Among the resolutions approved by the Inter-Tribal Council were:
• Res. 13-01 – establishing a Standing Committee of Social Services to address issues concerning the social and economic well-being of Indian communities.
• Res. 13-02 – in support of the position of the Indian Child Welfare Act and of the position of the Cherokee Nation and Cherokee Nation citizens concerning the case of Adoptive Couple vs. Baby Girl, et al.
• Res. 13-03 – supporting and urging the Oklahoma Supreme Court and the Oklahoma Board of Bar Examiners work together with the Oklahoma Bar Association Indian Law Section to include Indian law principles and subject matter on the Oklahoma Bar Exam.
• Res. 13-04 – to establish a Standing Enrollment Committee, recognizing that tribal enrollment is the baseline for the Nations to exercise sovereignty, perform commerce-related activities, preserve and protect culturally significant sites; and the vital role of enrollment services and their contributions to each tribe’s sovereignty and existence.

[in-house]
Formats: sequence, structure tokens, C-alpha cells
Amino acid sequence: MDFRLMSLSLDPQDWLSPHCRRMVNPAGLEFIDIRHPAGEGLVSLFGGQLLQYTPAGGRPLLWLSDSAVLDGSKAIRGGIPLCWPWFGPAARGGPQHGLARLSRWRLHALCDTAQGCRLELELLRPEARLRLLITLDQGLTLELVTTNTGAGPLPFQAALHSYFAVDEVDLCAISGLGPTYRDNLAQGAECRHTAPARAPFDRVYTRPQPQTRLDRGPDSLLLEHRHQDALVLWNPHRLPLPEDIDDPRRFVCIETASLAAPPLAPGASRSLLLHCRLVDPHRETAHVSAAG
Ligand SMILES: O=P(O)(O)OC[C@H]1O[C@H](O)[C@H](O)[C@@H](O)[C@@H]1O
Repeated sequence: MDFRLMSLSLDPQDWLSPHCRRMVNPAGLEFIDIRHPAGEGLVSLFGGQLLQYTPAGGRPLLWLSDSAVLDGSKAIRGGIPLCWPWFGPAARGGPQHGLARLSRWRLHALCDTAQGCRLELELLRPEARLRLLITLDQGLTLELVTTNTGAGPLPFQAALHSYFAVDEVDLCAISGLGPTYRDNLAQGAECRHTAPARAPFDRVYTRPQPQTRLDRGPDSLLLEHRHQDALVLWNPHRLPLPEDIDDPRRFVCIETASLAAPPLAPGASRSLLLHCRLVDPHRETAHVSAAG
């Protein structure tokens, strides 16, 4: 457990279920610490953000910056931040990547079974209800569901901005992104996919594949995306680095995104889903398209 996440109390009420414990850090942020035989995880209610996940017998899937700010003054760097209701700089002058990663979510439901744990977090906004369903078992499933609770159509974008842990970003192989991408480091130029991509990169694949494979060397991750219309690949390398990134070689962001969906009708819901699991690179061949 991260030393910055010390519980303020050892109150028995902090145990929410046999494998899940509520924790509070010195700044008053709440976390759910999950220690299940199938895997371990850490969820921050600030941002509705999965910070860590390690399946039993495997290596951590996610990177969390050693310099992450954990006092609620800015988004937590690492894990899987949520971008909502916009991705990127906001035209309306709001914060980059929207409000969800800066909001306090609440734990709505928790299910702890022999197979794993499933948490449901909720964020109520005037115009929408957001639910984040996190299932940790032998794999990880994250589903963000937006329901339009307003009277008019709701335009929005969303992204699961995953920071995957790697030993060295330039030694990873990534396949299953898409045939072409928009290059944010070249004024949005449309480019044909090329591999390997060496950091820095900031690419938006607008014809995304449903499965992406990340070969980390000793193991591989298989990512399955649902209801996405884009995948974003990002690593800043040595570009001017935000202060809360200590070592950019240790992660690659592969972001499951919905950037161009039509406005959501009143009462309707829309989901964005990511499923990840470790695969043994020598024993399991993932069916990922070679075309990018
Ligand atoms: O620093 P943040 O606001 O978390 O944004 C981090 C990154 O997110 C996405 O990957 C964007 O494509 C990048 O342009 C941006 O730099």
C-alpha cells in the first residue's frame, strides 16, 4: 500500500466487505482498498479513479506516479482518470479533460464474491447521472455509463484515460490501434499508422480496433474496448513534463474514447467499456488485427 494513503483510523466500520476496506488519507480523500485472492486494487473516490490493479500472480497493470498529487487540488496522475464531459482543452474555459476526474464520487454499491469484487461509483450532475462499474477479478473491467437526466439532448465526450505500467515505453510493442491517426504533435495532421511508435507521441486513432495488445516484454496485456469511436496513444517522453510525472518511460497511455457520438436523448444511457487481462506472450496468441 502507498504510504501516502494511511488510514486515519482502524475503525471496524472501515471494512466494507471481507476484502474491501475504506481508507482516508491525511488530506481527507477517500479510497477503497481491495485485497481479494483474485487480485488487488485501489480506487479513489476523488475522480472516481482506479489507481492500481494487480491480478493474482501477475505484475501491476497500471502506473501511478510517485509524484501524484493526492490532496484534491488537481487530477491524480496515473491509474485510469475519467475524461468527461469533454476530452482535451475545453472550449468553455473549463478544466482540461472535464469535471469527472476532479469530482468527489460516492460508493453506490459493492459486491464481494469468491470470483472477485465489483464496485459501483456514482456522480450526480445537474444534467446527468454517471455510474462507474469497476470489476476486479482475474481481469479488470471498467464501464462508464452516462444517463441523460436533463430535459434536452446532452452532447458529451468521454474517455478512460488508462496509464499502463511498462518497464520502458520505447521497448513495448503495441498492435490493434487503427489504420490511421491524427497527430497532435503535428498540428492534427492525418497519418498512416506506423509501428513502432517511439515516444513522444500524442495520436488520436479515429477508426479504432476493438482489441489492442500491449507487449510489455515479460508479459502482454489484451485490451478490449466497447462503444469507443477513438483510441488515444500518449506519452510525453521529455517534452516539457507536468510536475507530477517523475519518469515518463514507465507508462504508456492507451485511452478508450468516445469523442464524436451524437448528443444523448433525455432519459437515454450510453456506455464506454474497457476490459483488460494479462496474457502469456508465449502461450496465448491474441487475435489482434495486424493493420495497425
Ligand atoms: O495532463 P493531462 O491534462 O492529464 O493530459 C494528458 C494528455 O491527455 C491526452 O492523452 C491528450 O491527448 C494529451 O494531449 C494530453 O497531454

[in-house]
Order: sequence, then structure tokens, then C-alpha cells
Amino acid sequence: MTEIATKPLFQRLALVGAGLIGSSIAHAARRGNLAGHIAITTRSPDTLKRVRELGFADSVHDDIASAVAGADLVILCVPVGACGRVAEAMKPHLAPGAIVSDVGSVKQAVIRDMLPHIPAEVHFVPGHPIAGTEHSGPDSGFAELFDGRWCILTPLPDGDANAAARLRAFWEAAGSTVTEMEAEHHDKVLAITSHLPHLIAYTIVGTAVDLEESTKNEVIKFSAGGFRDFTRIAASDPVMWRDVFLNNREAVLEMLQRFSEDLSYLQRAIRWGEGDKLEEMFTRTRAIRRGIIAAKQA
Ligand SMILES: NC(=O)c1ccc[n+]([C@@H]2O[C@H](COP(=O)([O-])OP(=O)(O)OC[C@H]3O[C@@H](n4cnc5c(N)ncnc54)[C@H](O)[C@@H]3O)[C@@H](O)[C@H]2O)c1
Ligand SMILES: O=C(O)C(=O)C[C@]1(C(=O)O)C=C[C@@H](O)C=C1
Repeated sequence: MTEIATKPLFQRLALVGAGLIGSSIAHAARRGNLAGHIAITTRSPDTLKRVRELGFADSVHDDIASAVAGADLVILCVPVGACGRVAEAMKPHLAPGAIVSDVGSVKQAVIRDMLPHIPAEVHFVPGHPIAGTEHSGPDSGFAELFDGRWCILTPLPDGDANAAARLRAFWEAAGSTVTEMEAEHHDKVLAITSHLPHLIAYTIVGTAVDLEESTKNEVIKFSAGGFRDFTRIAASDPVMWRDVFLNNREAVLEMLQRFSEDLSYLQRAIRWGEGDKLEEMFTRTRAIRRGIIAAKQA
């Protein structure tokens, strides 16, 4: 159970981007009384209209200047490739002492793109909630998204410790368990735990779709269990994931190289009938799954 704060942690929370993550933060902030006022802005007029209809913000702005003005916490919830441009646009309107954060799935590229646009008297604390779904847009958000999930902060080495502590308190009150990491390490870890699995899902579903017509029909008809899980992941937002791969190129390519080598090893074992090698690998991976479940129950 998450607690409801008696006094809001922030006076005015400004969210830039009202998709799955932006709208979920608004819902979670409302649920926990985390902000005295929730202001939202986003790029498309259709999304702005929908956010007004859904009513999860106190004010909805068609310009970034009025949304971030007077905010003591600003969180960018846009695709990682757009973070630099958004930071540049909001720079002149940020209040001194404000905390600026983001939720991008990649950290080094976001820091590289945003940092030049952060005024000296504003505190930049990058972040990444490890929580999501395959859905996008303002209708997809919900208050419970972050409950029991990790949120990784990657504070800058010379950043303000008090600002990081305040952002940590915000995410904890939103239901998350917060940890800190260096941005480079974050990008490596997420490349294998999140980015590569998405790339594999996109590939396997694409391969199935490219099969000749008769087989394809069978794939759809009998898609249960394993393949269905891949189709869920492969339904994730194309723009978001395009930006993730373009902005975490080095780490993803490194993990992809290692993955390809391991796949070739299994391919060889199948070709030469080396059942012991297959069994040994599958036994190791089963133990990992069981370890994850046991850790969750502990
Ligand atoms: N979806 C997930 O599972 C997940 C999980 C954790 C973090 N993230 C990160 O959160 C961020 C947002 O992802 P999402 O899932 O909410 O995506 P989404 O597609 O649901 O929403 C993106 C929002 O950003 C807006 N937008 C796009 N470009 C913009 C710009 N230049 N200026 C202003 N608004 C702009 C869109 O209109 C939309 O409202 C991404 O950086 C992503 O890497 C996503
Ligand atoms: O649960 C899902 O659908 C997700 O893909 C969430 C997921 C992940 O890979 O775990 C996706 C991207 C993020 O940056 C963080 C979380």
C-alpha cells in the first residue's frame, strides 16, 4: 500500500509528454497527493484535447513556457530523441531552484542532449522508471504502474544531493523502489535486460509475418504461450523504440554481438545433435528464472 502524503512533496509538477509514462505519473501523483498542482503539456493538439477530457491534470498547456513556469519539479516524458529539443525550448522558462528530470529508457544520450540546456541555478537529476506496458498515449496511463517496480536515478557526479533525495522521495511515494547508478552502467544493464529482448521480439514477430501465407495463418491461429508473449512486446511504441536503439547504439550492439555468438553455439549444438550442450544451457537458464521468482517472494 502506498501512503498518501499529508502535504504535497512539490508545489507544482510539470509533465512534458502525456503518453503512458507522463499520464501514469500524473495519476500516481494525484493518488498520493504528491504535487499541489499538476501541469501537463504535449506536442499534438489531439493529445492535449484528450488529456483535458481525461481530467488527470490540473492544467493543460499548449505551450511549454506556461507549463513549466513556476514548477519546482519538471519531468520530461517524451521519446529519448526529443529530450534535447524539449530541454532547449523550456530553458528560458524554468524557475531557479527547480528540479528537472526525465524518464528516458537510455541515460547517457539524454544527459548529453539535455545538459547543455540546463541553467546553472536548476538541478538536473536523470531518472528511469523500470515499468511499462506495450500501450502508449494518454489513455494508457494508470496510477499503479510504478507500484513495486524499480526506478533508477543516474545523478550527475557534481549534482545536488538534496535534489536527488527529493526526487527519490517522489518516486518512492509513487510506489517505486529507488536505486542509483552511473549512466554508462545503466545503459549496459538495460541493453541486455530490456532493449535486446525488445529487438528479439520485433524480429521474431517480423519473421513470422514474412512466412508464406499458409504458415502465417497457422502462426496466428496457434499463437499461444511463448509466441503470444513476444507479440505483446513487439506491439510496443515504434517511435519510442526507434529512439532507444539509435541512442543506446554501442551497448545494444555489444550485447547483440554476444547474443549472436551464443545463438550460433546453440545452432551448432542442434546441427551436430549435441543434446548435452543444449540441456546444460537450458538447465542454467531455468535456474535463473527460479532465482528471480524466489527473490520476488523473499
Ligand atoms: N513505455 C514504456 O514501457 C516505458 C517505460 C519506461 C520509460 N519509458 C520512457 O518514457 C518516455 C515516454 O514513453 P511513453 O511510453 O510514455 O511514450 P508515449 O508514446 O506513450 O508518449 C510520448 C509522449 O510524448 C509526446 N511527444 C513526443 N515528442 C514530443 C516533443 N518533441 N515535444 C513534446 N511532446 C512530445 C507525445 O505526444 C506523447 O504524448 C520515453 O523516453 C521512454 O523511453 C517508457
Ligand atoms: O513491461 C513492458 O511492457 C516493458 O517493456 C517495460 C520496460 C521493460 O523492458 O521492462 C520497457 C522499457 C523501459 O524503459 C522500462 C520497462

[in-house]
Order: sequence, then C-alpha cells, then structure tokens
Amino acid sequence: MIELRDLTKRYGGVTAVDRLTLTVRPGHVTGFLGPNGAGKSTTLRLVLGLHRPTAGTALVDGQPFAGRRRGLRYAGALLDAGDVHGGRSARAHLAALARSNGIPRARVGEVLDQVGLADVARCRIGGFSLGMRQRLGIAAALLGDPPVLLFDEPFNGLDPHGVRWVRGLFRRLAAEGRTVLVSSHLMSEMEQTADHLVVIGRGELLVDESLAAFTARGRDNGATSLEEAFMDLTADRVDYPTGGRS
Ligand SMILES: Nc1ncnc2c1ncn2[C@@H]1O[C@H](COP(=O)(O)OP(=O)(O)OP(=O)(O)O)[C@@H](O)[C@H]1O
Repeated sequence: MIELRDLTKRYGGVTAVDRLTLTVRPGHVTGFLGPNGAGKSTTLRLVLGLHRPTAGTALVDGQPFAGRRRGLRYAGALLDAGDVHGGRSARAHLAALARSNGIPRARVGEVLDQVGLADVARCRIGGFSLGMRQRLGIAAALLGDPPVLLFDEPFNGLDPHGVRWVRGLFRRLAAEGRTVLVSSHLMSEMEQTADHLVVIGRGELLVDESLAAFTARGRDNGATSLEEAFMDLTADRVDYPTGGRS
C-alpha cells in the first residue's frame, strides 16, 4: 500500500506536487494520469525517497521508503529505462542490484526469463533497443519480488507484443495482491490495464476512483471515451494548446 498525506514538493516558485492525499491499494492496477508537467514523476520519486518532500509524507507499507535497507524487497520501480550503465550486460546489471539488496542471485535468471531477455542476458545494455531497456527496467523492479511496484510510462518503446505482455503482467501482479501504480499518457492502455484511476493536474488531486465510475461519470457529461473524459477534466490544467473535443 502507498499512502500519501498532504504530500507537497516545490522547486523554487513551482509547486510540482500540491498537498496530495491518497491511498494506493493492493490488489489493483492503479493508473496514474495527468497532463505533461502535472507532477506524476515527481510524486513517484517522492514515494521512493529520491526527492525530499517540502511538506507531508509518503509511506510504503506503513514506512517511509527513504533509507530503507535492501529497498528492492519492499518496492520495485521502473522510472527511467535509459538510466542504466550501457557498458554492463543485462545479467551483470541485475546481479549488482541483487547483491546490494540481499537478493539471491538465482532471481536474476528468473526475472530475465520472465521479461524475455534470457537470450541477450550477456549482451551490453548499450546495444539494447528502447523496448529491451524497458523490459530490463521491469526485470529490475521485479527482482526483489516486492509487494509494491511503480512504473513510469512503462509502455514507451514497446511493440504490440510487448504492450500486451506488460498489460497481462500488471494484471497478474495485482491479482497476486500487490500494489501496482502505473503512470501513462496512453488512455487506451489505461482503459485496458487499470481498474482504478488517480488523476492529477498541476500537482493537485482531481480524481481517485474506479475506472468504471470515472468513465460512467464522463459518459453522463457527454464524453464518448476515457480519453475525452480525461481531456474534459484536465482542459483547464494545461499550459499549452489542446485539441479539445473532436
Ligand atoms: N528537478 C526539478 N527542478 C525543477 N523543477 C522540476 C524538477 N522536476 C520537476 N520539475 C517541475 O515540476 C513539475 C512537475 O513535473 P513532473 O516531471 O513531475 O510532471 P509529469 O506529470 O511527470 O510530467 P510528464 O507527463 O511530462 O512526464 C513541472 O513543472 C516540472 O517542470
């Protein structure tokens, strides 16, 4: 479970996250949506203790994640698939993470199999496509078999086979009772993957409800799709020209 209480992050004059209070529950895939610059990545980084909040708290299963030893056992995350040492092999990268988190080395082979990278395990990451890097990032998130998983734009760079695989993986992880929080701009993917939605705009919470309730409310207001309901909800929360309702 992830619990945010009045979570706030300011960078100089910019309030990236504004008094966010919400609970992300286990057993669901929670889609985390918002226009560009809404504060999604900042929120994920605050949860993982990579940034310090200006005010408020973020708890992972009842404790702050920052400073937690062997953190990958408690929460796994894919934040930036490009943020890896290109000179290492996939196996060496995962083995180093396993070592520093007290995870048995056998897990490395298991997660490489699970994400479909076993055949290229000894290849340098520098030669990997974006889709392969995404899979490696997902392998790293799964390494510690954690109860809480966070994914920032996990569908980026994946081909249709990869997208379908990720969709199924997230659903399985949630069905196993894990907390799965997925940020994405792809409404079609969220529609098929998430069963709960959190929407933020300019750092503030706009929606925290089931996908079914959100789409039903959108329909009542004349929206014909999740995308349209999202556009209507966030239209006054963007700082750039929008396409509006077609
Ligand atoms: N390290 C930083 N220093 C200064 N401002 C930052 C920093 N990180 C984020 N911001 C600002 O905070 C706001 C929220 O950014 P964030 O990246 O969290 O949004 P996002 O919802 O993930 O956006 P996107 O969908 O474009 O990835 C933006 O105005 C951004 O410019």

• Res. 13-05 – establishing a standing committee who addresses regulations and issues pertaining to the field of environmental protection.
• Res. 13-06 – establishing a Standing Committee of Health to address health-related policies and programs promoting the common welfare of American Indians.
• Res. 13-07 – supporting negotiated rule making of the Native American Housing and Self Determination Act (NAHASDA).
• Res. 13-08 – establishing a Standing Realty Trust Services Committee.
• Res. 13-09 – recommending and addressing the re-authorization of the Workforce Investment Act.
• Res. 13-10 – to continue financial support for the annual To Bridge a Gap Conference during which the U.S. Forest Service, tribal governments and federal agencies and offices gather to discuss issues relevant to historic preservation and Native American Graves Protection and Repatriation Act (NAGPRA).
• Res. 13-11 – supporting the position of the Cherokee Nation in opposition to the U.S. Court of Appeals, D.C. Circuit’s application of ex parte Young to tribal sovereignty.
The Cherokee Nation is scheduled to host the next quarterly meeting of the Inter-Tribal Council in April.